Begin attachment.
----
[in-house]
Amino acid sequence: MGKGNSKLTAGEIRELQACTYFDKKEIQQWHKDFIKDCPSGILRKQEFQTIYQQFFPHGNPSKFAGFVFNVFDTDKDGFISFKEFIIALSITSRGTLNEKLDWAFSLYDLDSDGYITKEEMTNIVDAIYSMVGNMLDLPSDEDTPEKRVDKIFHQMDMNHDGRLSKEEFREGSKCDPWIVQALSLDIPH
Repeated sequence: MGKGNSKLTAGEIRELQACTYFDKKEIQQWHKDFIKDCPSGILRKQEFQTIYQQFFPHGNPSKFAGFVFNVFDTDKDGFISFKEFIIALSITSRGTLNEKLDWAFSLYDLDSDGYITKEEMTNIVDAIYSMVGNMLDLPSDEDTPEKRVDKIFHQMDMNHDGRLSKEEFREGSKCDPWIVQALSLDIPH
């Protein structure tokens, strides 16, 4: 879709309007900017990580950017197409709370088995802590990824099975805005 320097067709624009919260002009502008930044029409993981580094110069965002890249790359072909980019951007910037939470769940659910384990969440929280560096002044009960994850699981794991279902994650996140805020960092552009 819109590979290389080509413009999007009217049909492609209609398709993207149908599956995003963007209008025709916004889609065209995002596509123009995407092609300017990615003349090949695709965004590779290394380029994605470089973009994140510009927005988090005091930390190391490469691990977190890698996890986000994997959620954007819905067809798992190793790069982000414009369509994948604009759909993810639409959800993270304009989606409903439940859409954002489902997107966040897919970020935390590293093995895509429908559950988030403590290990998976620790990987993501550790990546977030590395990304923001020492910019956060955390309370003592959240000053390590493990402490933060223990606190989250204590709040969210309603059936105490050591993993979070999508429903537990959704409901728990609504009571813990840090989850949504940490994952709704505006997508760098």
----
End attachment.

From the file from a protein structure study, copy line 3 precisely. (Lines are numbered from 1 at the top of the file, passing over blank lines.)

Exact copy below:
Repeated sequence: MGKGNSKLTAGEIRELQACTYFDKKEIQQWHKDFIKDCPSGILRKQEFQTIYQQFFPHGNPSKFAGFVFNVFDTDKDGFISFKEFIIALSITSRGTLNEKLDWAFSLYDLDSDGYITKEEMTNIVDAIYSMVGNMLDLPSDEDTPEKRVDKIFHQMDMNHDGRLSKEEFREGSKCDPWIVQALSLDIPH